In one of our classes, Dr. Jackson came in with the score Boatner gave him and I literally felt chills. Boatner intentionally didn’t write [a full orchestral] score because he said slaves didn’t have an orchestra. So it is really driven vocally, with sparse string instrumentation and some unfinished arrangements that I would like to flesh out as I get to know his style more. I’ve always had a love for — searched voraciously for — Black creators of opera, so I could make sense to myself.
You came to UK through a chance encounter meeting Dr. McCorvey at an audition for the American Spiritual Ensemble in New York City – tell us about that.
I got an email from my old voice teacher who told me about the American Spiritual Ensemble auditioning the next day – so I didn’t have time to prepare so much. I got the last appointment of the day, and decided to accompany myself at the audition. I started to sing “Balm in Gilead” with my instrument, the mbira. Afterwards, Dr. McCorvey said to me, “You know that instrument changed my life.” When he was a doctoral student in Alabama, a Zimbabwean group came and performed - it was the first time he’d seen an all-black performance group, and I actually know the group he was talking about! We immediately had this very deep connection, and I told myself - wherever this man was, I had to go, I wanted to go study with him.
Once accepted into the American Spiritual Ensemble, Tanyaradzwa connected with many UK alumni who were also performing in the group. Dr. McCorvey encouraged her to apply to the UK Masters of Music in Vocal Performance program, where she placed second in the Alltech Vocal Scholarship Competition.
What was Kentucky like for you – moving to the American south?
I had been looking into the work of African-American Southern composers and I knew I had to spend some time there. I had been talking about it with my friends before the American Spiritual Ensemble and the University of Kentucky came into my life - I told my friends it was something in needed to do, to live in the south. I was also looking forward to the respite of a slower placed life than New York City. Princeton solidified this idea of artist as image maker, and the importance of scholarship in craft. After I left, I knew I still wanted to sing and I wanted a black voice teacher so I wrote it in my journal. I never had a black voice teacher in my life and I wanted one.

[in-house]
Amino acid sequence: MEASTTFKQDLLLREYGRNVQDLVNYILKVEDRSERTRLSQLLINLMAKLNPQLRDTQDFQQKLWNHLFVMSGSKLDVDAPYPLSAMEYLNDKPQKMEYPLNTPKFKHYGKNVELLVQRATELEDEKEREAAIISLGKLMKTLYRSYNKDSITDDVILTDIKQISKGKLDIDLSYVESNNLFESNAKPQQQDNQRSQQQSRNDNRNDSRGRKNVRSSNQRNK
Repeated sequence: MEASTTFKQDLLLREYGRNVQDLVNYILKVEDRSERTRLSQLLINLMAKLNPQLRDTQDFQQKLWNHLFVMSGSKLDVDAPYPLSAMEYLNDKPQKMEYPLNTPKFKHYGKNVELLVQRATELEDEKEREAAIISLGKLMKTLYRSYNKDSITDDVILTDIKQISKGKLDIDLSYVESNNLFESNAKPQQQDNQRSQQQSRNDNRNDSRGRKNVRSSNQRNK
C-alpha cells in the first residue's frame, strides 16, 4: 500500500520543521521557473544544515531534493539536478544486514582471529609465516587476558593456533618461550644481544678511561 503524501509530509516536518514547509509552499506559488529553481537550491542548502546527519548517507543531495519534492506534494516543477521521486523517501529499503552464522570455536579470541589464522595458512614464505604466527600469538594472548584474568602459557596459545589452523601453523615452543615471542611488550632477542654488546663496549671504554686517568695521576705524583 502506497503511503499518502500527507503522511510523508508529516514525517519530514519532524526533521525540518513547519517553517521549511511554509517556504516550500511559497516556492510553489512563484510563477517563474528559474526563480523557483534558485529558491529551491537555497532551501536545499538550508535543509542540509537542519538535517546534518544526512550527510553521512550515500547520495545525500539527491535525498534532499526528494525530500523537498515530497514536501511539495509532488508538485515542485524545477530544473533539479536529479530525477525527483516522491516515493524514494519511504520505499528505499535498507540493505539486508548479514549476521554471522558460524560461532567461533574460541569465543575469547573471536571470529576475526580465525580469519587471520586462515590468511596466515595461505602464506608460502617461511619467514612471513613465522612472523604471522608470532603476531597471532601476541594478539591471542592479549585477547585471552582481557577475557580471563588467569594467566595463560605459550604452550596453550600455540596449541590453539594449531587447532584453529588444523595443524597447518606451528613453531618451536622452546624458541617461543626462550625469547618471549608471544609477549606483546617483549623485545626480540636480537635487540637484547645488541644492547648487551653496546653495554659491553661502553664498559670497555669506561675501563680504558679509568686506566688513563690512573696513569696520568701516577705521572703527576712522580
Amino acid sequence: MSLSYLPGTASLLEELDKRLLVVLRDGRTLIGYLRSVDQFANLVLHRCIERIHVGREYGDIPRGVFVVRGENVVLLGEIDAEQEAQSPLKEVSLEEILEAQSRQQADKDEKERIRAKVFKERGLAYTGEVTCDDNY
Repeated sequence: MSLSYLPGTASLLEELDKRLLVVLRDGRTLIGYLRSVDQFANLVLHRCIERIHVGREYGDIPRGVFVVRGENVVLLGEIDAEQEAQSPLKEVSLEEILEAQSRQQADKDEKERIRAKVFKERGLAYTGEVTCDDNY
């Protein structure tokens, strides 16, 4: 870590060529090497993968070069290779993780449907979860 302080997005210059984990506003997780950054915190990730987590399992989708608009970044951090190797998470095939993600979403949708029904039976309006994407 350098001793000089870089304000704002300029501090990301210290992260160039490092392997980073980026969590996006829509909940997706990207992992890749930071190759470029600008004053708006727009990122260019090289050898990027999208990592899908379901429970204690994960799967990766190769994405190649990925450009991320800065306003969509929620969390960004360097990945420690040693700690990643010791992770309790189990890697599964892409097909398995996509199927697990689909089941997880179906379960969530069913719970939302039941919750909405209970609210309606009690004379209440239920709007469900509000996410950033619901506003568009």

Everything I had heard about the UK Voice Program was in line with what I wanted. I wanted collaborative energy and to make wonderful friendships with my peers. I wanted to be able to ask of any faculty and voice teacher if I needed something without it being a territorial issue. The UK voice teachers are family – it's a beautiful atmosphere. When I talk about my experience at UK, a lot of my friends who had gone to conservatory are shocked. I came into a classical voice program as a black woman and came out whole and happy...that’s not common.
I started with a two-year master's program, and now I’m in the final year of the doctoral program. I was excited when I got to UK to find other South African singers in the program, and also by the number of African-American and other international students in the program. I value diversity in spaces - not only diversity but inclusivity. At UK, when I wanted to sing Zimbabwean music, I was encouraged. There was space for me to bring who I am and my musical traditions and to share that with my peers. I was able to perform my master’s thesis for UK's World Music Festival in 2016. I got to bring together singers together to tell the story of my family in “The Dawn of the Rooster” and I’m so thankful to Donna Kwon, who served as the point person for that piece.
The same thing with performing for Trevor Noah. Dr. McCorvey encouraged me to take that on, and it’s wonderful to have his encouragement that allows me to bring my full self to the space. During the semester, if I had an outside gig, as a graduate student I was encouraged to take those opportunities.
Dr. Pelkey has been very supportive. He made it possible for me to attend the Colour of Music Festival in South Carolina, which is a festival for black classical musicians and celebrating their works. It was important for me to go for my research and to network and afterwards I got invited to present my research at the University of Michigan. Dr. Pelkey supported me fully. Dr Pelkey has done a lot of work to make resources available and that’s what we’re talking about when we talk about inclusion – providing resources for all artists. I felt like since he's also a scholar, he understands the necessity of research.
For more information about the School of Music, visit https://finearts.uky.edu/music.